The Select Committee to Investigate the January 6th Attack on the United States Capitol held its seventh public hearing on July 12. During the hearing, a former Twitter employee who remained anonymous spoke about former President Donald Trump’s behavior on the platform, especially with regards to a tweet Trump made on December 19 denouncing the results of the 2020 presidential election and advertising a “big protest” on January 6.
Representative Jamie Raskin (D-MD) set the stage for the Twitter whistleblower’s introduction by discussing Trump’s December 19th, 2020, tweet. The tweet reads:
“Peter Navarro releases 36-page report alleging election fraud ‘more than sufficient’ to swing victory to Trump washex.am/3nwaBCe. A great report by Peter. Statistically impossible to have lost the 2020 Election. Big protest in D.C. on January 6th. Be there, will be wild!”
Raskin showed videos of media and online personalities like Alex Jones reacting to the tweet and urging individuals to answer the call and convene on January 6 in D.C. “Trump’s call to Washington reverberated powerfully and pervasively online,” Raskin said.
Raskin then announced that the January 6th Committee interviewed a former Twitter employee who “was on the team responsible for platform and content moderation policies on Twitter throughout 2020 and 2021.” According to Raskin, “[t]he employee testified that Twitter considered adopting a stricter content moderation policy after President Trump told the Proud Boys to ‘stand back and stand by’ from the lectern at the September 29 presidential debate, but Twitter chose not to act.”
The Committee then presents audio clips of the former Twitter employee speaking, with their voice disguised for anonymity. The individual talked about the red flags that Trump’s December 19 tweet raised: “My concern was the former President for seemingly the first time was speaking directly to extremist organizations and giving them directives. We had not seen that sort of direct communication before, and that concerned me.”
“So, just to clarify further, you were worried, and others at Twitter were worried, that the President might use your platform to speak directly to folks who might be incited to violence?” the interviewer asked. The whistleblower responded, “Yes.” They continued to say, “I believe that Twitter relished in the knowledge that they were also the favorite and most used service of the former President and enjoyed having that sort of power within the social media ecosystem.”
The interview also brought up Trump’s suspension from the platform, which occurred two days after the January 6 attack on the Capitol. The whistleblower asserted that for any other person, their account would have been suspended earlier: “If former President Donald Trump were any other user on Twitter, he would have been permanently suspended a long time ago.”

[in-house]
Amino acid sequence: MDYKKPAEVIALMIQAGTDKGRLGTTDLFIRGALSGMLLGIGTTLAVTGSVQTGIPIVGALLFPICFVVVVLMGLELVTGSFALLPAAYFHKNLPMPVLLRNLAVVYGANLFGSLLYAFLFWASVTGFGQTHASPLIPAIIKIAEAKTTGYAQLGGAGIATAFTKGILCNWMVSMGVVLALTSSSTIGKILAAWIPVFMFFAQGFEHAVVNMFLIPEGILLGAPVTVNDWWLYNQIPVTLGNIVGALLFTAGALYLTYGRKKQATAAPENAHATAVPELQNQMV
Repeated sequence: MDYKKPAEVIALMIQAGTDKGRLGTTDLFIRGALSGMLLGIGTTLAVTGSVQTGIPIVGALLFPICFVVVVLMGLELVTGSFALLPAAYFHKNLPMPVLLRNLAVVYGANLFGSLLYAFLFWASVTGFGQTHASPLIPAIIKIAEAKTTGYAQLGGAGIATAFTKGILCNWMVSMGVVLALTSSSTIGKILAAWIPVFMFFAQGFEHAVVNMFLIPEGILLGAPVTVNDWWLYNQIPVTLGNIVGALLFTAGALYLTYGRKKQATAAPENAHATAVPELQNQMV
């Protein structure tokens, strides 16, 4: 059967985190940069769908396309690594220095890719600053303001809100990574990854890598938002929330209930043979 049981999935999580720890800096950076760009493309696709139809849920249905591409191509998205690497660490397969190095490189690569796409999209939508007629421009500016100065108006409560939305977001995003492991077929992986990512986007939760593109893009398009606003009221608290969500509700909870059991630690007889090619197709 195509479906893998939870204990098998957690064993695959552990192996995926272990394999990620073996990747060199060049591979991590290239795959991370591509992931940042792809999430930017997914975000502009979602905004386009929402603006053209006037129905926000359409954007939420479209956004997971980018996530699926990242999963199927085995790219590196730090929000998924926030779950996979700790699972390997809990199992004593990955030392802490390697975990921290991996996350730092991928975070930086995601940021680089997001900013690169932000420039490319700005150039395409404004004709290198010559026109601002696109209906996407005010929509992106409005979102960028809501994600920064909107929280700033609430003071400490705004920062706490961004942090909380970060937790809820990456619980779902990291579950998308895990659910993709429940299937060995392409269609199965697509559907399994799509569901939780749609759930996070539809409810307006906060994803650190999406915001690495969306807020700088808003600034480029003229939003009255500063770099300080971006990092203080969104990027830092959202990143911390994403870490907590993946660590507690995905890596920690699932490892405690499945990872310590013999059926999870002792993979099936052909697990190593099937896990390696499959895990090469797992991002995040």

The whistleblower explained what changed after Trump’s December 19 tweet. “It felt as if, it, a mob was being organized, and they were gathering together their weaponry and their logic and their reasoning behind why they were prepared to fight. Prior to December 19th, again, it was vague, it was nonspecific, but very clear that individuals were ready, willing, and able to take up arms.”
“After this tweet on December 19th, again, it became clear, not only were these individuals ready and willing, but, the leader of their cause was asking them to join him in this cause and in fighting for this cause in D.C. on January 6th as well,” said the whistleblower.
The whistleblower also reflected on some of the responses from Twitter users on the December 19 tweet, saying that they were “shocked” by what some users wrote. After the clips of the Twitter whistleblower’s interview played, Raskin displayed and read some of the responses on Twitter and other sites in which individuals took up Trump’s call to action, voiced their preparedness, and wished harm on others.
“I very much believe that Donald Trump posting this tweet on December 19th was essentially staking a flag in D.C. on January 6th for his supporters to come and rally,” the whistleblower said. They staunchly confirmed that they were concerned about the potential for violence to break out at the gathering on January 6.
During this section of the hearing, the Committee also showed interviews of the founders of extremist sites and forums to illustrate how the December 19 tweet materialized January 6 as a date for groups to convene in D.C.
According to an NPR article, the January 6th Committee has one more public hearing planned for July 21. This hearing “will focus on Trump’s inaction to stop the attack on the Capitol and will detail a 187-minute timeline when Trump was silent inside the White House as the riot unfolded.”